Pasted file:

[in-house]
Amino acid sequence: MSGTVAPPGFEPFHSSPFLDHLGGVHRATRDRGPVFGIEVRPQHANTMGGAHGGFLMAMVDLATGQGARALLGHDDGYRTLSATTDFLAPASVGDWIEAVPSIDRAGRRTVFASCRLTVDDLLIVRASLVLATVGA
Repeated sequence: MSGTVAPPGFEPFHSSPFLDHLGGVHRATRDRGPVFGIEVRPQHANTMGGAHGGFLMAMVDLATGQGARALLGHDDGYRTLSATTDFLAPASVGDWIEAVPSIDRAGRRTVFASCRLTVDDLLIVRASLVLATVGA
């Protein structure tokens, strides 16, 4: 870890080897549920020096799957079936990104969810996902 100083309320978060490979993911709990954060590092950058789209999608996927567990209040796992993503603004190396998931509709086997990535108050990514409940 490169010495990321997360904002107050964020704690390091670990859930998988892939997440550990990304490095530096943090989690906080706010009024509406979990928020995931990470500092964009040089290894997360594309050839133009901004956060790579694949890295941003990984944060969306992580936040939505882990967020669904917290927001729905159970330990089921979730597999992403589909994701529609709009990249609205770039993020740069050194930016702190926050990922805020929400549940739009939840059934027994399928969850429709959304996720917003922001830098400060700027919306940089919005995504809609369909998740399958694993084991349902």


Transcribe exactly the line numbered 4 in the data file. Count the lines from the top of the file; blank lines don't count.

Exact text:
């Protein structure tokens, strides 16, 4: 870890080897549920020096799957079936990104969810996902 100083309320978060490979993911709990954060590092950058789209999608996927567990209040796992993503603004190396998931509709086997990535108050990514409940 490169010495990321997360904002107050964020704690390091670990859930998988892939997440550990990304490095530096943090989690906080706010009024509406979990928020995931990470500092964009040089290894997360594309050839133009901004956060790579694949890295941003990984944060969306992580936040939505882990967020669904917290927001729905159970330990089921979730597999992403589909994701529609709009990249609205770039993020740069050194930016702190926050990922805020929400549940739009939840059934027994399928969850429709959304996720917003922001830098400060700027919306940089919005995504809609369909998740399958694993084991349902």